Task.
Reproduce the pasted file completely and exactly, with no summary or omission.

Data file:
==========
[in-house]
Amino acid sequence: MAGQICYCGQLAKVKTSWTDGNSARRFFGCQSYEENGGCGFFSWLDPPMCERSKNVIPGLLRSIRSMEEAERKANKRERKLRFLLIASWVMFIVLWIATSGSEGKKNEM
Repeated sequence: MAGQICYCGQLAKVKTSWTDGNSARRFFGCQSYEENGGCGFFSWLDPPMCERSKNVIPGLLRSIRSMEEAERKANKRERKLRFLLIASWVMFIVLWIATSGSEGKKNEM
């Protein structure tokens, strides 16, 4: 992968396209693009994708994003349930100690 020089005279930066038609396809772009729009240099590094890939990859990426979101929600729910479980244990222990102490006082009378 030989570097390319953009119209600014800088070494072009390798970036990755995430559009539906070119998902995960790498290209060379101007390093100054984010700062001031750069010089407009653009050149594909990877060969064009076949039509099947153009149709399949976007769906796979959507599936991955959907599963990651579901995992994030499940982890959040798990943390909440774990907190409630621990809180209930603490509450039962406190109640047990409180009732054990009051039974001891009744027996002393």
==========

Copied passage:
[in-house]
Amino acid sequence: MAGQICYCGQLAKVKTSWTDGNSARRFFGCQSYEENGGCGFFSWLDPPMCERSKNVIPGLLRSIRSMEEAERKANKRERKLRFLLIASWVMFIVLWIATSGSEGKKNEM
Repeated sequence: MAGQICYCGQLAKVKTSWTDGNSARRFFGCQSYEENGGCGFFSWLDPPMCERSKNVIPGLLRSIRSMEEAERKANKRERKLRFLLIASWVMFIVLWIATSGSEGKKNEM
């Protein structure tokens, strides 16, 4: 992968396209693009994708994003349930100690 020089005279930066038609396809772009729009240099590094890939990859990426979101929600729910479980244990222990102490006082009378 030989570097390319953009119209600014800088070494072009390798970036990755995430559009539906070119998902995960790498290209060379101007390093100054984010700062001031750069010089407009653009050149594909990877060969064009076949039509099947153009149709399949976007769906796979959507599936991955959907599963990651579901995992994030499940982890959040798990943390909440774990907190409630621990809180209930603490509450039962406190109640047990409180009732054990009051039974001891009744027996002393």